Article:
Liberman: Reduce factions, religion's role in gov't

Discussing Yisrael Beytenu-Likud merger, FM says deal agreed on 2 months ago; early poll shows 9-seat loss for united party.

Foreign Minister Avigdor Liberman 370 (photo credit: Lahav Harkov)
Foreign Minister Avigdor Liberman 370
(photo credit: Lahav Harkov)
Foreign Minister and Yisrael Beytenu party leader Avigdor Liberman on Friday described the future of Israeli politics and public life he hopes to help create just hours after he and Prime Minister Binyamin Netanyahu (Likud) announced a merger of their two parties.
The consolidation of the two parties, he explained, is a move toward changing the system of government in Israel and making it more stable by reducing the number of parties in the Knesset.
Admitting that Israel's political geography will never resemble the two-party dominated political system of the United States, Liberman said Israel must move toward a future in which there are only four or five parties in the Knesset.
He said he would like to get rid of "slivers of parties that make demands" on larger factions.
Addressing questions about the makeup of the still-fresh political rearrangement, Liberman clarified that the new party would be composed of "two factions on one list," describing it as a natural union.
"It is important that we build a wide, national camp," which traditionally, has led Israel for many years, Liberman said.
Click for full JPost coverageClick for full JPost coverage
Liberman also addressed the influence of religion on public life in Israel, saying it is one of his priorities to separate the two. He clarified however, that he is not advocating the separation of Judaism and the State of Israel, as it is a Jewish state.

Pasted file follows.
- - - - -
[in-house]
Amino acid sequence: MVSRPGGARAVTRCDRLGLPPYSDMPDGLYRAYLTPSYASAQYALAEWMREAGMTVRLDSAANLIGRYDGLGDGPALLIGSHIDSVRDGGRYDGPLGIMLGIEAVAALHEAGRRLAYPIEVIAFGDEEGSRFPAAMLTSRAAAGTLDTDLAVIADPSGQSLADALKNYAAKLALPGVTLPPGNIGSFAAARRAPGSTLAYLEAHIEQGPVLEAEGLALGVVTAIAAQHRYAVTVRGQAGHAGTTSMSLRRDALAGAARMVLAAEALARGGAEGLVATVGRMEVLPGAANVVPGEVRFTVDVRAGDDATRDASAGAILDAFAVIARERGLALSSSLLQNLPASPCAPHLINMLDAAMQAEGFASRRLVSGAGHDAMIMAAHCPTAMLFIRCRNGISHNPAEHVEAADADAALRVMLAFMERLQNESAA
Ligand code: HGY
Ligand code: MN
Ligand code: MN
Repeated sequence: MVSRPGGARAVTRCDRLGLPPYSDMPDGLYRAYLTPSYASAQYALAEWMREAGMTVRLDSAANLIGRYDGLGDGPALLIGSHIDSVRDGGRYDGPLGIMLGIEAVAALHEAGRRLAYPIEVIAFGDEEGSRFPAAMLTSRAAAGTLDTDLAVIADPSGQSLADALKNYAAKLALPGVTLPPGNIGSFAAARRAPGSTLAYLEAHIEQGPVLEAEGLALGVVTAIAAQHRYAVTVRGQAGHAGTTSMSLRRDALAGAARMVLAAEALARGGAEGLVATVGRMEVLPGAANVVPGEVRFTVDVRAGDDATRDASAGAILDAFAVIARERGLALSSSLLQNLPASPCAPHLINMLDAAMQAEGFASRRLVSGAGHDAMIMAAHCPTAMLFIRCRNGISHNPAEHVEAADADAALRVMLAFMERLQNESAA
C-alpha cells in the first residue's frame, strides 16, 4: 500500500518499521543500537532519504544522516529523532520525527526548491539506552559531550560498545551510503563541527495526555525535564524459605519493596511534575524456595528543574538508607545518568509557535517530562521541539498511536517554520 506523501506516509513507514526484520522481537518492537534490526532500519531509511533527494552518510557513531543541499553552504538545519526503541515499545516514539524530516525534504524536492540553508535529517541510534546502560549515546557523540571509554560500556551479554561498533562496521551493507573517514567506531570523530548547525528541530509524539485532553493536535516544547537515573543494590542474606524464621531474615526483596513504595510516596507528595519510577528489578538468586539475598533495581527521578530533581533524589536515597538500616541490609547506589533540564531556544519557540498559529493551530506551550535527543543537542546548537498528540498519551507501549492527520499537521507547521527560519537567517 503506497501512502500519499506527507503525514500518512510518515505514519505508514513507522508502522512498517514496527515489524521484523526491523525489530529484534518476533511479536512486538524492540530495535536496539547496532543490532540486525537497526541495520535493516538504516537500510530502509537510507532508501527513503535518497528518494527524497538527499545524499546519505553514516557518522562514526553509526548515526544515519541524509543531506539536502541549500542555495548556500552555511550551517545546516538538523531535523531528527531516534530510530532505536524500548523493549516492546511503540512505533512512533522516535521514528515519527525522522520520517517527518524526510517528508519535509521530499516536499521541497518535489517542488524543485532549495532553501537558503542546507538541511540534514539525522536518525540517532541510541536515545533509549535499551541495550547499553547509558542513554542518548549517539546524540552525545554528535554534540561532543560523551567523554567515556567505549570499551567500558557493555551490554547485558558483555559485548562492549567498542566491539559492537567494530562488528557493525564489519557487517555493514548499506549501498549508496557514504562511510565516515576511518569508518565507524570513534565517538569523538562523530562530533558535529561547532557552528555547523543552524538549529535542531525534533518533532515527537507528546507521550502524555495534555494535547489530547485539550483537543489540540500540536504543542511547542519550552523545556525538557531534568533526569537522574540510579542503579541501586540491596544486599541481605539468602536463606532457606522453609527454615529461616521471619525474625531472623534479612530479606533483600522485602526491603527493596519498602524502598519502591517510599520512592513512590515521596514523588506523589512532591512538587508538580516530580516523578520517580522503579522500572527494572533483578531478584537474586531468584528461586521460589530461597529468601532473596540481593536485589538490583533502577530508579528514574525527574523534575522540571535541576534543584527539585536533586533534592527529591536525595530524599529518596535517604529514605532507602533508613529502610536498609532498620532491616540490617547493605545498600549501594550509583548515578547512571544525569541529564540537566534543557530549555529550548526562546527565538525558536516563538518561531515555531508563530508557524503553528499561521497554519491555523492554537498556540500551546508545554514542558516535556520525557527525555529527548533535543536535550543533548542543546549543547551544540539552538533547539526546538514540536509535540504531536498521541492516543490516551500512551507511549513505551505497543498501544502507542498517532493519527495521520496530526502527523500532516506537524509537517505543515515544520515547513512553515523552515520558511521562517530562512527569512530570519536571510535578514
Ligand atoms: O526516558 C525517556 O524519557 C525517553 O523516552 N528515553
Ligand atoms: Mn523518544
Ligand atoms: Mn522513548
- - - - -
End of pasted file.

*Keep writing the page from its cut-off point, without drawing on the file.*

The current role of Judaism in the state, he said, "is a desecration of God's name, not religion."
Driving home his point, the Yisrael Beytenu leader recited what he described as a Russian saying: "The closer you get to church, the further you get from God."
One of his priorities, he described, is to mandate military and national service for all Israeli citizens, Jewish, Muslim and Christian, admitting there are differences between himself and the prime minister on the issue.
Yisrael Beytenu, he recalled, was the only faction in the previous Knesset, all of whose members voted for full service for all Israelis.
Noting those differences, the foreign minister said he and those coming from Yisrael Beytenu will clearly have to make compromises in the new political arrangement. He also clarified that a prime ministerial rotation was never discussed.
Discussions on bringing the two parties together, he explained for the first time, began a year ago and was agreed upon two months ago. The final details were worked out just days before the announcement.
Early poll shows a loss for Likud-Yisrael Beytenu
An early Internet-based flash poll conducted by Panels Politics Thursday night predicted the newly combined party would win only 33 mandates in the upcoming elections, a loss of nine seats from the two parties' current positions in the Knesset.
In the current Knesset, Likud and Yisrael Beytenu hold a combined 42 seats.
The timing and nature of the poll is significant in measuring early attitudes toward the political maneuver.
According to the flash poll, the results of which are the first to be released since the party merger was announced, Center-Left parties Labor and Yesh Atid would pose an electoral threat to the new mega-party with a combined 45 mandates.
The poll predicted 27 mandates going to the Shelly Yacimovich-led Labor Party, and 18 seats for Yair Lapid's Yesh Atid party. Both Shaul Mofaz's Kadima and Ehud Barak's Independence parties disappeared off the political map in the flash poll.
The Internet-based flash poll, conducted immediately following the Netanyahu-Liberman announcement Thursday night, polled 305 respondents representing Jewish Israelis over the age of 18.
According to the initial preliminary poll, Left and Right blocs in the Knesset would be evenly split with 60 votes each. The Arab and Communist parties, who currently hold 15 seats, were included in the Center-Left bloc.